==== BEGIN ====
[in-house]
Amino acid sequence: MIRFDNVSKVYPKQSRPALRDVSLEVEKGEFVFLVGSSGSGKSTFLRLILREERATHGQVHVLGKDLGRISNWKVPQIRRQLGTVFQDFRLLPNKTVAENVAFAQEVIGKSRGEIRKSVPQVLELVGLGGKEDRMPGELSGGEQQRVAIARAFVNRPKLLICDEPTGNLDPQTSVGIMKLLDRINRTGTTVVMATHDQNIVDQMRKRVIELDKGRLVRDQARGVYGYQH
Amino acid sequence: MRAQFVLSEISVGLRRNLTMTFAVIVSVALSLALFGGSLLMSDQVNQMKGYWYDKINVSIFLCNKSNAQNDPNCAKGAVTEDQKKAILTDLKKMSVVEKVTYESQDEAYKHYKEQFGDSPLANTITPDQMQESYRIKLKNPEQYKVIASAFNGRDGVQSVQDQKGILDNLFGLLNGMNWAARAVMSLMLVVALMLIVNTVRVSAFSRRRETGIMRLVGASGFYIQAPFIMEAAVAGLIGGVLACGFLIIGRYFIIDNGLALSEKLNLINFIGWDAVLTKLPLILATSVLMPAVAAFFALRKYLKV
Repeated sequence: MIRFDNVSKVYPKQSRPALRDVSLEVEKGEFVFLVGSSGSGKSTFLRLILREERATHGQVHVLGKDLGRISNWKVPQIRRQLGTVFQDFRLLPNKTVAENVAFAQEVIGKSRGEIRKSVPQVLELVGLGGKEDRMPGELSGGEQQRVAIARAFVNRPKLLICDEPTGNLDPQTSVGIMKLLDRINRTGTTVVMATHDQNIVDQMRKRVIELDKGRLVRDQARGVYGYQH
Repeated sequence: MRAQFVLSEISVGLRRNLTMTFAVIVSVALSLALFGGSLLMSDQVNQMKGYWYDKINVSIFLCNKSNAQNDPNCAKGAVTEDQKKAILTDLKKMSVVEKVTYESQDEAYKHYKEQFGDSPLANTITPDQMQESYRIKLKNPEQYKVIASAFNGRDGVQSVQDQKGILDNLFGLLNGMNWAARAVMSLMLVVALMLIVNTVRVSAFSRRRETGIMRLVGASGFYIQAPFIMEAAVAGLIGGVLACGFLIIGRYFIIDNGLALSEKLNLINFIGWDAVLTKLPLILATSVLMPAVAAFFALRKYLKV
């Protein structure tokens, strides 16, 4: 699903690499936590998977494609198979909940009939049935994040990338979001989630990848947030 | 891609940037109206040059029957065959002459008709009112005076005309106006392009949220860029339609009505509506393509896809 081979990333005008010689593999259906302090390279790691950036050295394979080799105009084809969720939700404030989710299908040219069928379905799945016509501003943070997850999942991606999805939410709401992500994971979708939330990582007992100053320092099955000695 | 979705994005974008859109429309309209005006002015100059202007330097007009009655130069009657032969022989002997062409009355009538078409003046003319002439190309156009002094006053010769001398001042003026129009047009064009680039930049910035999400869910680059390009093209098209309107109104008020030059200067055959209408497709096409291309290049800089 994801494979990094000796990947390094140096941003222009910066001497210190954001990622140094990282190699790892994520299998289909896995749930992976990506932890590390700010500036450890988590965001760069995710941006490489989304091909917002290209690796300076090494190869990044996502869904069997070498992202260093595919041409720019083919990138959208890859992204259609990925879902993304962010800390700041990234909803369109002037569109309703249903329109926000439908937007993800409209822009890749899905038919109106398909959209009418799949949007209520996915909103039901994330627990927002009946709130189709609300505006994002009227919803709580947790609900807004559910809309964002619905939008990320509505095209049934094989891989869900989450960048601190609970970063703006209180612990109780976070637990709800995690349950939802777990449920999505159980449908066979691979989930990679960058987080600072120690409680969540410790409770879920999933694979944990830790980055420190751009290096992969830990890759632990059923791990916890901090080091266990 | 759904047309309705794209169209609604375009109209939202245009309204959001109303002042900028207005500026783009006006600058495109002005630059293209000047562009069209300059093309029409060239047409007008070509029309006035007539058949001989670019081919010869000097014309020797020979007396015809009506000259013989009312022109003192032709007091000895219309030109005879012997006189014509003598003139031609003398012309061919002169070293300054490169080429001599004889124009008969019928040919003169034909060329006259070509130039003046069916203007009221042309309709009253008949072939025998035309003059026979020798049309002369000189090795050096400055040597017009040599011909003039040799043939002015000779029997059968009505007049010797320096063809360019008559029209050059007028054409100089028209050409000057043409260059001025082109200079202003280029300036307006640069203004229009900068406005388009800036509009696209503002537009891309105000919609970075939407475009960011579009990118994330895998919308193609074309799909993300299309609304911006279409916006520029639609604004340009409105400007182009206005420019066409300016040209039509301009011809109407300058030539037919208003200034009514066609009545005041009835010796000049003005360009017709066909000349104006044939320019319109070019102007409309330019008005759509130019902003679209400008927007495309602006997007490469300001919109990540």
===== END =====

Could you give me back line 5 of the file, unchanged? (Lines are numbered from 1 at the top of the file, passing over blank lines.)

Repeated sequence: MRAQFVLSEISVGLRRNLTMTFAVIVSVALSLALFGGSLLMSDQVNQMKGYWYDKINVSIFLCNKSNAQNDPNCAKGAVTEDQKKAILTDLKKMSVVEKVTYESQDEAYKHYKEQFGDSPLANTITPDQMQESYRIKLKNPEQYKVIASAFNGRDGVQSVQDQKGILDNLFGLLNGMNWAARAVMSLMLVVALMLIVNTVRVSAFSRRRETGIMRLVGASGFYIQAPFIMEAAVAGLIGGVLACGFLIIGRYFIIDNGLALSEKLNLINFIGWDAVLTKLPLILATSVLMPAVAAFFALRKYLKV